The IRB has for some time been known as the Irrational Rugby Board, due to its fair share of dopey decisions over the years. Thankfully the IRB picked up their act this week with some crucial rulings, including improving the financial state of southern hemisphere nations hit hard by the World Cup. Following years of lobbying, the Australian Rugby Union has succeeded in securing from the IRB a higher distribution from World Cup revenue, receiving a $16 million plus windfall over the next four years. For the rugby punter, there is also good news. Law trials and proposals include the abolition of ''pause'' in the infuriating ''crouch, touch, pause, engage'' rigmarole before every scrum, the video referee having wider powers, an extra front-rower allowed on the bench, the ball having to be used within five seconds of it being available at the back of a ruck, while a conversion must be completed within 90 seconds of the try being awarded. That's more like it.
IF THE CAP FITS …
The Breakdown: It's all up in the air
Fast start gives Wallabies victory over Pumas
Committed Wallabies down Springboks
Phipps throws Fekitoa's boot into crowd
Cooper wants Reds back on top
Unseen angle in Franks alleged gouge
All Black Franks' apparent eye gouge
Bledisloe misery continues for Wallabies
The Breakdown: It's all up in the air
With rule changes and local derby standings boiling away, Wellington readies for a mammoth Brumbies v Hurricanes match-up.
There continues to be a Mexican standoff between the ARU and the Rugby Union Players Association over the collective bargaining agreement. But there is some hope the proposed salary cap of $4.1 million per Australian province may be increased following the ARU's financial victory with the IRB. RUPA boss Greg Harris said yesterday: ''We congratulate [ARU chief executive] John O'Neill for the work he has done at IRB level in improving the level of funding, because the organisation has been forced to endure some duress. Hopefully that will release some of the pressure, and due to that hopefully we can get our issues resolved.''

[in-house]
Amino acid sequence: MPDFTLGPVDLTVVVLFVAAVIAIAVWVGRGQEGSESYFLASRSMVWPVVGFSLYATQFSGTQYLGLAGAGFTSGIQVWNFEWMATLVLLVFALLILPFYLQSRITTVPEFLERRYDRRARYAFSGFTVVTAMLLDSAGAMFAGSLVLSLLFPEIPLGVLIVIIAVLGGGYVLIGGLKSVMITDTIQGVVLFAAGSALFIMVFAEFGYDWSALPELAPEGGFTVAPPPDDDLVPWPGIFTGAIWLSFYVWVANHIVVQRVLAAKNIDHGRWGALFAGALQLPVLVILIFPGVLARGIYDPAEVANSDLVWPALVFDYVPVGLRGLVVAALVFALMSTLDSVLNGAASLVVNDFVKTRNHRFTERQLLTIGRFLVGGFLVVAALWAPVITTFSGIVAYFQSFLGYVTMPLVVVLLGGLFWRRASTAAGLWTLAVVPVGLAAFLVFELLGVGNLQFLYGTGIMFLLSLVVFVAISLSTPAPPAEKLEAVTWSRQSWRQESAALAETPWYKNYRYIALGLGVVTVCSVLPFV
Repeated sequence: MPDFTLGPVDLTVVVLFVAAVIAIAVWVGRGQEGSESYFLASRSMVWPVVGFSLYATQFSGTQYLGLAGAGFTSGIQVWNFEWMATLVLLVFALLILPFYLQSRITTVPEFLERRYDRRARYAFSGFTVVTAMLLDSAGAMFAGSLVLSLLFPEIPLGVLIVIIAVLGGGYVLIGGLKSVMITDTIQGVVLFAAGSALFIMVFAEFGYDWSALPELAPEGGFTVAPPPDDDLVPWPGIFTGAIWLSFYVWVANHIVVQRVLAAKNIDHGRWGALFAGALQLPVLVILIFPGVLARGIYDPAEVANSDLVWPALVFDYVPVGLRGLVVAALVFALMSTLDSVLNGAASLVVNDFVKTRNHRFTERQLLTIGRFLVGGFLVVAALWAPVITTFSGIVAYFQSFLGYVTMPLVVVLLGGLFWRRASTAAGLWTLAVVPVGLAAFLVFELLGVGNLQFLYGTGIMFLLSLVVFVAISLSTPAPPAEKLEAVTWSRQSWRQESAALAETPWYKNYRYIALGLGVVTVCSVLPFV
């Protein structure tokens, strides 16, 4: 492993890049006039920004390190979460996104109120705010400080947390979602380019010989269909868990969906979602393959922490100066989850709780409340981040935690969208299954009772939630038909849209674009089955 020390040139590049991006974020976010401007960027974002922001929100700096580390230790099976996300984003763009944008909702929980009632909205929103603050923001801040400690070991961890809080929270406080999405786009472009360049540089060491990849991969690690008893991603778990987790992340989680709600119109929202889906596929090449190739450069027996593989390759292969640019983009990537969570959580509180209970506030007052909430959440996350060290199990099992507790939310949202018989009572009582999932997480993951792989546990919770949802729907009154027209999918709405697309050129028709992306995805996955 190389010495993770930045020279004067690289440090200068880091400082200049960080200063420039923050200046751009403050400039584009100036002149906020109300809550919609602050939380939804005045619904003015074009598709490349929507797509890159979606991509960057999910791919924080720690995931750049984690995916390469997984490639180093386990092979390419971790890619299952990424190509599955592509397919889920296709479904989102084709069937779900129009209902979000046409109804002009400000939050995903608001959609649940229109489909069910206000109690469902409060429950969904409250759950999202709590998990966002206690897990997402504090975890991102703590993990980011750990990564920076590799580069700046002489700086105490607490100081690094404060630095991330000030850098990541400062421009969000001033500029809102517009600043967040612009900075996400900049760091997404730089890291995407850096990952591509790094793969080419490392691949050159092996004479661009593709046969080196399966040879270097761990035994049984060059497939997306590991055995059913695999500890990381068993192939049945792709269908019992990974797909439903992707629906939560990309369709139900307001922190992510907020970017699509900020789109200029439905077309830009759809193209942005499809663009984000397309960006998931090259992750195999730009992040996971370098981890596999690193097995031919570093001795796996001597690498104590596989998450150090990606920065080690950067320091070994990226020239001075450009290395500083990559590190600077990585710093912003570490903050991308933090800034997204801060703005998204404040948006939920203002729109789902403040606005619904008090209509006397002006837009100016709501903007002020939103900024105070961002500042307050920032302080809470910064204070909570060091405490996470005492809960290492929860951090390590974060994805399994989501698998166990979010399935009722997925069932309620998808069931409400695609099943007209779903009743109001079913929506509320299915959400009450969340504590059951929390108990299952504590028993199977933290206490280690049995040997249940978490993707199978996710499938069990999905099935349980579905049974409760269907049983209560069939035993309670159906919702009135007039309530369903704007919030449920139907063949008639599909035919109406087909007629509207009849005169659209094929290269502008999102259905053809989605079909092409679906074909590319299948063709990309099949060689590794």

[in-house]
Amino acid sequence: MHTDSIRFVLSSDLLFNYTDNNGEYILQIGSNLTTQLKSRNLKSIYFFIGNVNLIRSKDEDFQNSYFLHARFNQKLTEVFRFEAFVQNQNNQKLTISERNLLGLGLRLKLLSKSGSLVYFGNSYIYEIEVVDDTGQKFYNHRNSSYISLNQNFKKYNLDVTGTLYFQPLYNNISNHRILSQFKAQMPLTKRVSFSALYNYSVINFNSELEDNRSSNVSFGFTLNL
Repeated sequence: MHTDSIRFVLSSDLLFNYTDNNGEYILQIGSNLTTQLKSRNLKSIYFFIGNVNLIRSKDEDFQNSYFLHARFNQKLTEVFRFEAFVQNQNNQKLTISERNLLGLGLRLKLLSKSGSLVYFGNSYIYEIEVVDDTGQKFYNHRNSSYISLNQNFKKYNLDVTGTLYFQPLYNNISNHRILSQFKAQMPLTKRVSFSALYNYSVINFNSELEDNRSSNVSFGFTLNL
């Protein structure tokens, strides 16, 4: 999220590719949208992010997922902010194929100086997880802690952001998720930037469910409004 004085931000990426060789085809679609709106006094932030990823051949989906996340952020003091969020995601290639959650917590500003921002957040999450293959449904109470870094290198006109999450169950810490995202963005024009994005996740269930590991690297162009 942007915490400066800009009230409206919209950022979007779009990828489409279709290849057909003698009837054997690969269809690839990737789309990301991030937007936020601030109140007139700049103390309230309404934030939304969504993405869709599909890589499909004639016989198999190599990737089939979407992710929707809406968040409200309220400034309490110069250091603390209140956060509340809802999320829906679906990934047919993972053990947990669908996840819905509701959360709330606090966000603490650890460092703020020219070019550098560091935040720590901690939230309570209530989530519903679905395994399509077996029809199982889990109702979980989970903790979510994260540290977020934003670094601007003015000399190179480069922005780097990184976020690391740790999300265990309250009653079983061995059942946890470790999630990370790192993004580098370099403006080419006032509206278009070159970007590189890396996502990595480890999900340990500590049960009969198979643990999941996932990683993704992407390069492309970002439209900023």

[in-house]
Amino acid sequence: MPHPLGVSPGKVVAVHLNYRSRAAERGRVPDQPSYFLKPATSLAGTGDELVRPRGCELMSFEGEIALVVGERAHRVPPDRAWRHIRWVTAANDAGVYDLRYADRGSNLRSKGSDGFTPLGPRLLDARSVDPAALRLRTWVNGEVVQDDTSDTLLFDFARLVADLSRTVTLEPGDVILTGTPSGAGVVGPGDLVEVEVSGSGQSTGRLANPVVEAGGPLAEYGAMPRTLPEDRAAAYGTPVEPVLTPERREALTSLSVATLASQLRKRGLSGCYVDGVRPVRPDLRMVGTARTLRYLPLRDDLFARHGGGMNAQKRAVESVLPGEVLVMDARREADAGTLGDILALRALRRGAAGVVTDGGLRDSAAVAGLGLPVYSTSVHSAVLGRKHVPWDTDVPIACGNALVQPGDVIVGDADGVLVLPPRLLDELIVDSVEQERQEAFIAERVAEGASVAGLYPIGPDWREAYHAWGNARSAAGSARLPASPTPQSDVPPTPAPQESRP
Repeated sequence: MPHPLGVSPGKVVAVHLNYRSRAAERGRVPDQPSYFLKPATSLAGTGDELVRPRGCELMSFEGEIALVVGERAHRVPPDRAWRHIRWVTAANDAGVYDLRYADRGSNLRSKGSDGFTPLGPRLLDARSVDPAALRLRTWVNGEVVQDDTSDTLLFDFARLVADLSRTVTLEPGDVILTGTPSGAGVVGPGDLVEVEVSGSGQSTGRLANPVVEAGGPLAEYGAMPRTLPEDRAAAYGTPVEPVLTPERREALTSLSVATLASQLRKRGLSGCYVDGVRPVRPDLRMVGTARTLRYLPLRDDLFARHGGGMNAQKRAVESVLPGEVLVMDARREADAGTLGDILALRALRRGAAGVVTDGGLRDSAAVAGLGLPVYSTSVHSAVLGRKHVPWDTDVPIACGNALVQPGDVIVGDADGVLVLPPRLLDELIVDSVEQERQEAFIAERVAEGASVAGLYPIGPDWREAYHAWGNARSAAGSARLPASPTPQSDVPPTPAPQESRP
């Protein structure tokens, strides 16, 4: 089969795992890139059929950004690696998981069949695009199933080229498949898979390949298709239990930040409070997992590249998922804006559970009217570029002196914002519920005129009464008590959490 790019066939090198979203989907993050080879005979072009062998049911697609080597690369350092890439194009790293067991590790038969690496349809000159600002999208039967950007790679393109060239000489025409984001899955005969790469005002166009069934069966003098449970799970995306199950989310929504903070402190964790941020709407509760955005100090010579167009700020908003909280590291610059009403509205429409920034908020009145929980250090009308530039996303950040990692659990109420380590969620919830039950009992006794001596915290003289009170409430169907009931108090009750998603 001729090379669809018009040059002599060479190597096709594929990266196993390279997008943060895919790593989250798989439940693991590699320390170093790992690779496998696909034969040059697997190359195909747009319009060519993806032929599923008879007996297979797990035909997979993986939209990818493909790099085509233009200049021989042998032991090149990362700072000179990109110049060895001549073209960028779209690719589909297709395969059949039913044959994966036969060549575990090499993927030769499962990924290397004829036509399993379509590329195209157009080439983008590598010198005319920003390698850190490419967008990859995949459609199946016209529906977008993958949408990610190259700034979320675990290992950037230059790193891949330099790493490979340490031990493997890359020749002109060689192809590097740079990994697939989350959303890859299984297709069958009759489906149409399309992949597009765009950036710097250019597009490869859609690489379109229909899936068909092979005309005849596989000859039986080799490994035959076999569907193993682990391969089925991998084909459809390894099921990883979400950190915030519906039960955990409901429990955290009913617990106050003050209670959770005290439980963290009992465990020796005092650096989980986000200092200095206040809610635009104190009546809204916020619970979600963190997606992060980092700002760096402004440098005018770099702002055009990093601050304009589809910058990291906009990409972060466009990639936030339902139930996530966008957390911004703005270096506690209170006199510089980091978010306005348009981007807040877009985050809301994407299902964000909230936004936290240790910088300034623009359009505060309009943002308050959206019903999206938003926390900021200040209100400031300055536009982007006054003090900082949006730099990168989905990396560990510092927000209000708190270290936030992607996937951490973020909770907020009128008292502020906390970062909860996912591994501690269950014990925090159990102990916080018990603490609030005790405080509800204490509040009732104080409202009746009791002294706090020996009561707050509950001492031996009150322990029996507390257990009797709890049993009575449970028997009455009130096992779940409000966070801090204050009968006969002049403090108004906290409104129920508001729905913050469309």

Perhaps it's a coincidence, but after the Waratahs lost their third straight game when beaten by the Bulls we visited their website to check the wording of the team song, which is belted out after every win. All week we haven't been able to connect to their ''Waratahs team song'' section, because according to the site it ''could have been removed, had its name changed or is temporarily unavailable''.
Peace in our time. After the brain explosions and buck-passing which followed our item two weeks ago, where former Australian Rugby Union boss Bruce Hayman complained about the service at a NSWRU life members gathering at a Waratahs game, it is pleasing everyone is palling around again. Apparently the life members function at last weekend's match was an absolute cracker. Hayman reported: ''The atmosphere was very good, the staff were excellent and there was no waiting for service. The food service was good and the food hot.'' Now we can all get some sleep.
BOK BIO BOOK
The rugby world is on tenterhooks.
A biography of that wacky former Springboks coach Peter de Villiers is due to appear in June. Proposed titles include I Love Myself a Lot, There is Little Difference Between Winning and Losing Except You Feel Better after Winning, I'm a God-Given Talent, I Know What I Am and Don't Give a Damn, We Went Wild, Wild, Wild - Some of the Guys Went Wilder Than That and I'm Going to Pull a Rat Out of the Hat. And the best commentary line of the week goes to New Zealand's Scotty Stevenson, who said: ''Aaron Cruden has been busier than a one-legged river dancer.''
NO STARS OUT
Sydney clubs are worried they may not have their star players for the premiership finals. With the Super Rugby season going on forever, and interspersed with Test matches, there's not many chances for the rep players to appear for their clubs. And the Sydney Rugby Union has stipulated representative players must appear in at least two grade games to qualify for the finals.
RUMOURS OF THE WEEK
■ Australia's most notorious serial offender official keeps getting himself into trouble. He is being discouraged from attending training sessions, while a recent expenses claim has been sent back because it involves strange casino debts and odd telephone calls.
■ What high-profile Australian rugby figure asked for $40,000 to attend a function in Britain before next year's Lions tour? Sunset Boulevard or what?
■ An Australian province is training very hard, prompting players to privately describe their sessions as ''Robben Island''. That's where Nelson Mandela was imprisoned off Cape Town. And no, it's not the Waratahs.